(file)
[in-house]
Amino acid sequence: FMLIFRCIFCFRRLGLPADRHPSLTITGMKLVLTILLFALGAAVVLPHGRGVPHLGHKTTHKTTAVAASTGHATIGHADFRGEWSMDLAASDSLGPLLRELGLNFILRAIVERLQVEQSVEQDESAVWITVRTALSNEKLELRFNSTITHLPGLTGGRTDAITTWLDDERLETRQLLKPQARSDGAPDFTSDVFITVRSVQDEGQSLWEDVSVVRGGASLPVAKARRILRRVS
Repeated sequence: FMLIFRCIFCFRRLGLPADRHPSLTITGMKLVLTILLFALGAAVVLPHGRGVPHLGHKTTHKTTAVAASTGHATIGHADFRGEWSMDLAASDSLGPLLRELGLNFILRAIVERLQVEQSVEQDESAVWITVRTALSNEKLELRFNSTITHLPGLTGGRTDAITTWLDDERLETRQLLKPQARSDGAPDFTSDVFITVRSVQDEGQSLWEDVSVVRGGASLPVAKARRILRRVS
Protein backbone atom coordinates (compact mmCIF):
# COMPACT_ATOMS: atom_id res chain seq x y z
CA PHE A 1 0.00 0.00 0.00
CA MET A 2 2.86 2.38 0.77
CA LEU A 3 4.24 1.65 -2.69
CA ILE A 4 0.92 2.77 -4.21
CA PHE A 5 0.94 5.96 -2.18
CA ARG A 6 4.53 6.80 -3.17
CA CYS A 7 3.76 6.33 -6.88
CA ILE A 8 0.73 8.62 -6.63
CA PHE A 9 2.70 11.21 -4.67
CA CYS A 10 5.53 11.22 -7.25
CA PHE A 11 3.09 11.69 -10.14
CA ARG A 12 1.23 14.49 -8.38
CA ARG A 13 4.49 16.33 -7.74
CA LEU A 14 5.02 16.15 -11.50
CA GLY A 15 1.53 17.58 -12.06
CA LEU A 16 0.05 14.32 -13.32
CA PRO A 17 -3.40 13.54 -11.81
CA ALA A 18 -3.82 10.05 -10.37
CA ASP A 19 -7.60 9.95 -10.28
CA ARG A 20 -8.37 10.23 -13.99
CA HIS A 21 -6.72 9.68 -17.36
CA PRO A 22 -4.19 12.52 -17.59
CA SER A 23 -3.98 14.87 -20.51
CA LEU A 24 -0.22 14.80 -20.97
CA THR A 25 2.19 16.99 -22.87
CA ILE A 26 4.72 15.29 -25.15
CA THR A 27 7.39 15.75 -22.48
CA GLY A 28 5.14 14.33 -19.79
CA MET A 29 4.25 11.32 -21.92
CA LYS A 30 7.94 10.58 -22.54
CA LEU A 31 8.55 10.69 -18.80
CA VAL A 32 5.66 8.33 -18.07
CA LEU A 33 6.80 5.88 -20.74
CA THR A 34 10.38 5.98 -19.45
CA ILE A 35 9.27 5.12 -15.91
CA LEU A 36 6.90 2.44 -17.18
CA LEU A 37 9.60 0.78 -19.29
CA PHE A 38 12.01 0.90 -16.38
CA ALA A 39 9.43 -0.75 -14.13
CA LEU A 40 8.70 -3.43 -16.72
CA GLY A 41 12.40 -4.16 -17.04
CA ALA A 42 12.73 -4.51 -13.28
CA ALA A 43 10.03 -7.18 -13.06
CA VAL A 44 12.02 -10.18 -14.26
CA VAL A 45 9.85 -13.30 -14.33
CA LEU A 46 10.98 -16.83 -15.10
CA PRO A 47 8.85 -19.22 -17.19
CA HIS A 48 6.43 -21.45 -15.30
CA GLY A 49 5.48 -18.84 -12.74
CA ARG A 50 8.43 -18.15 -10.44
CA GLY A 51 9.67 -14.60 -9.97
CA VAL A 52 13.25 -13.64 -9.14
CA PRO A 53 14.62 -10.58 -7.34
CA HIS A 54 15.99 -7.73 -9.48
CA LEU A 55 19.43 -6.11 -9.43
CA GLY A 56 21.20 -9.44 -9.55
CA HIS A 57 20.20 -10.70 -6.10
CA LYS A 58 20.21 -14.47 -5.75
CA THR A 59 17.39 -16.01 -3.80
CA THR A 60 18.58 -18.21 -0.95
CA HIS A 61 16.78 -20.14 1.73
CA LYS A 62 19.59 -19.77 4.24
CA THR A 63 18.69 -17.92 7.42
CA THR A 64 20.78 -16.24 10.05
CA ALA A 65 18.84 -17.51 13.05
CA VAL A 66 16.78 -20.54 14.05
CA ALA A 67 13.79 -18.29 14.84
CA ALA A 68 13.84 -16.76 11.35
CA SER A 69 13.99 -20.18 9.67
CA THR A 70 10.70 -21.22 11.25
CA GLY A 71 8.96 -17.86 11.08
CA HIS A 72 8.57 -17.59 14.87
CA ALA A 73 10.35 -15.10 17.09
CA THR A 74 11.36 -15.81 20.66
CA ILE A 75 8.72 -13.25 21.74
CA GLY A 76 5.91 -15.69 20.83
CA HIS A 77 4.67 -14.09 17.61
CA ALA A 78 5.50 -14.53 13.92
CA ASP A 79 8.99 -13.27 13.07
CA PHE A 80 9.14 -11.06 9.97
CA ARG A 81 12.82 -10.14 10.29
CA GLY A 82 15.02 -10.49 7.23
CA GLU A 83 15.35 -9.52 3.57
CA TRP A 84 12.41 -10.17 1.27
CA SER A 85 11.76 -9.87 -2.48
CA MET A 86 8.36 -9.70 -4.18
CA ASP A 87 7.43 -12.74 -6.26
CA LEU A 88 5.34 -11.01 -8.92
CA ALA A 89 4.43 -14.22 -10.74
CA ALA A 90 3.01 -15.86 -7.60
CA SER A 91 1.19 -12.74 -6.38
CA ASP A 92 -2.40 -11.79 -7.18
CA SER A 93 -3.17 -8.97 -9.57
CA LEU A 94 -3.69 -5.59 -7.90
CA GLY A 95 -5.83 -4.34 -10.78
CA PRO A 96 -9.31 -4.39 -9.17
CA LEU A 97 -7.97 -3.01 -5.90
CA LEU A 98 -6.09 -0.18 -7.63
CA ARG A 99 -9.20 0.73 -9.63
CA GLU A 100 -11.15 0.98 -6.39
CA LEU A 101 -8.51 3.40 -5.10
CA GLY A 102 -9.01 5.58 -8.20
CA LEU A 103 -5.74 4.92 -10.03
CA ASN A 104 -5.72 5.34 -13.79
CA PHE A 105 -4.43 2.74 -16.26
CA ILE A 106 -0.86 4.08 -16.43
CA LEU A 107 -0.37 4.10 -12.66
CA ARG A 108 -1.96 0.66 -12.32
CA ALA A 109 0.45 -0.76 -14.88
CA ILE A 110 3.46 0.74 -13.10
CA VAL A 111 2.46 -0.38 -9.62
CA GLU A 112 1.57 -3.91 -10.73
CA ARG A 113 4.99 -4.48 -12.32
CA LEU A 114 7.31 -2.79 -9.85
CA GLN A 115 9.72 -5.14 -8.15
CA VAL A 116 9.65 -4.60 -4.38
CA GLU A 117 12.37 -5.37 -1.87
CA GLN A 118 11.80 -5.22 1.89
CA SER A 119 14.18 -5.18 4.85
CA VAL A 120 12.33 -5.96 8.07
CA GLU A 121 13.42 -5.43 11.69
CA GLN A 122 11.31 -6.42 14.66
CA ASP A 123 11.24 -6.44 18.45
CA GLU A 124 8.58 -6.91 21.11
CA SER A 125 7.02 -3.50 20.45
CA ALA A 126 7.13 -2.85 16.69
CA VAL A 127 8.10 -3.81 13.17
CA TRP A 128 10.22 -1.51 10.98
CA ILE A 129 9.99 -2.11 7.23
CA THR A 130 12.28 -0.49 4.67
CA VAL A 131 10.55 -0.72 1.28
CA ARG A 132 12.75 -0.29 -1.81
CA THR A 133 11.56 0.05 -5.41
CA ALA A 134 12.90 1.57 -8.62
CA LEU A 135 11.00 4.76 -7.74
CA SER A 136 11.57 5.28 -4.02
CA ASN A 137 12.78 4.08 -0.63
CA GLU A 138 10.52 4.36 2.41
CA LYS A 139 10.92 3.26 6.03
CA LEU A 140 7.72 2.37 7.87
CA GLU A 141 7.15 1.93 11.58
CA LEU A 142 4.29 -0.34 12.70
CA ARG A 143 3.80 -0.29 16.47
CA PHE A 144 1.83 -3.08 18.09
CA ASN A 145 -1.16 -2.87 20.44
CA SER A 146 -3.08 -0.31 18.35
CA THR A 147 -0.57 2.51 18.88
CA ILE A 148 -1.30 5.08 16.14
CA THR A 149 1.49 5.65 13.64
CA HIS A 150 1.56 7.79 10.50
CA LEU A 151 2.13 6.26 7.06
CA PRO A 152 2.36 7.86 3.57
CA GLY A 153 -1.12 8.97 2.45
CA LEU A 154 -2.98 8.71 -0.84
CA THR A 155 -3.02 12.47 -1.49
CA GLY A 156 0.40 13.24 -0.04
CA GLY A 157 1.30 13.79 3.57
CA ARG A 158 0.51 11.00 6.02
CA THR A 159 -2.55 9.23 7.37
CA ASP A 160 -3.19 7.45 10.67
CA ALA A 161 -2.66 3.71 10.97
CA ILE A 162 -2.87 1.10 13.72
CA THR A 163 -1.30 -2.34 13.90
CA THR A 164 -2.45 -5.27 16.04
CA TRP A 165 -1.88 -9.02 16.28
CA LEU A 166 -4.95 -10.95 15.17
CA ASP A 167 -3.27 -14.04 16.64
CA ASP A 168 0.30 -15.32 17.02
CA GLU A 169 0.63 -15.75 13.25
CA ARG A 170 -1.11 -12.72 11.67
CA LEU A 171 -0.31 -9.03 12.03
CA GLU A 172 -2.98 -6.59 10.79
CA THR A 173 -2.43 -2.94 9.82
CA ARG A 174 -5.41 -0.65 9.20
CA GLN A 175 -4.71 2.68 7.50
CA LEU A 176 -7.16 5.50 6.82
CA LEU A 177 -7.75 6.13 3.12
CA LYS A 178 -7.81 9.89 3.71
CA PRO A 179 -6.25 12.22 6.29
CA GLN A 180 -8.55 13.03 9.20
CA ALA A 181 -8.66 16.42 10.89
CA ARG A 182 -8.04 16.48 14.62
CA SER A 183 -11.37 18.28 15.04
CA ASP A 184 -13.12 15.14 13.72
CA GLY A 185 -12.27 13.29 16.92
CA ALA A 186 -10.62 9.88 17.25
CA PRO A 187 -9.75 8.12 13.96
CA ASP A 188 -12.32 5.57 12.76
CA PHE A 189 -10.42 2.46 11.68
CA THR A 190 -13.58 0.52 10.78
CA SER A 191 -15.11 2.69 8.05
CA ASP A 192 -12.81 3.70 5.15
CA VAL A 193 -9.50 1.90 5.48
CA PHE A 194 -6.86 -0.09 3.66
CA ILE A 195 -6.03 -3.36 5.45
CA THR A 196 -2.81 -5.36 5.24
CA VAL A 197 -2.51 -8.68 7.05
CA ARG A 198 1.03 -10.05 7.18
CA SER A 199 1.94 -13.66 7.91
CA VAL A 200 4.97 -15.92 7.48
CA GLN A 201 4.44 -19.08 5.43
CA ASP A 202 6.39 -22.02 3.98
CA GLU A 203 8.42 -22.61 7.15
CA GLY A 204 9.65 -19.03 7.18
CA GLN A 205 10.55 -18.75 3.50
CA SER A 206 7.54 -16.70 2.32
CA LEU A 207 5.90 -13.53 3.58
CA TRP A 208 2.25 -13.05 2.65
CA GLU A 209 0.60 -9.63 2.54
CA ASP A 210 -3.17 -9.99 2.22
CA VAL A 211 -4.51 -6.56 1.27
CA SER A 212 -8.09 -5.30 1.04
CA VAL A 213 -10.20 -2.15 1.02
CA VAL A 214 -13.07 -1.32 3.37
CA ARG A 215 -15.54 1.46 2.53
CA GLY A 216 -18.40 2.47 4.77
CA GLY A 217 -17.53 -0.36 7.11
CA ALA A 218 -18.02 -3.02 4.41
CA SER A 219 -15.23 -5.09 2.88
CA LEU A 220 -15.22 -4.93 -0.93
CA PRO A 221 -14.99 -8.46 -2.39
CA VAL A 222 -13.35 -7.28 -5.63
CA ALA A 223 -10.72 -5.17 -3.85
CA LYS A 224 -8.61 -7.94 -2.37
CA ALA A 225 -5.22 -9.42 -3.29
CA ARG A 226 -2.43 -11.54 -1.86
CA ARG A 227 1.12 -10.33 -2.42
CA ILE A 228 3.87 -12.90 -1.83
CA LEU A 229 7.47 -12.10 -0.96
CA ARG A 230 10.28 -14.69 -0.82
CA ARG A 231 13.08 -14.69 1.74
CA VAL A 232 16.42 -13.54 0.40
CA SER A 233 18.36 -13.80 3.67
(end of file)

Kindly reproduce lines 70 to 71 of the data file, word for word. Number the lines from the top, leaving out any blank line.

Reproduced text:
CA ALA A 65 18.84 -17.51 13.05
CA VAL A 66 16.78 -20.54 14.05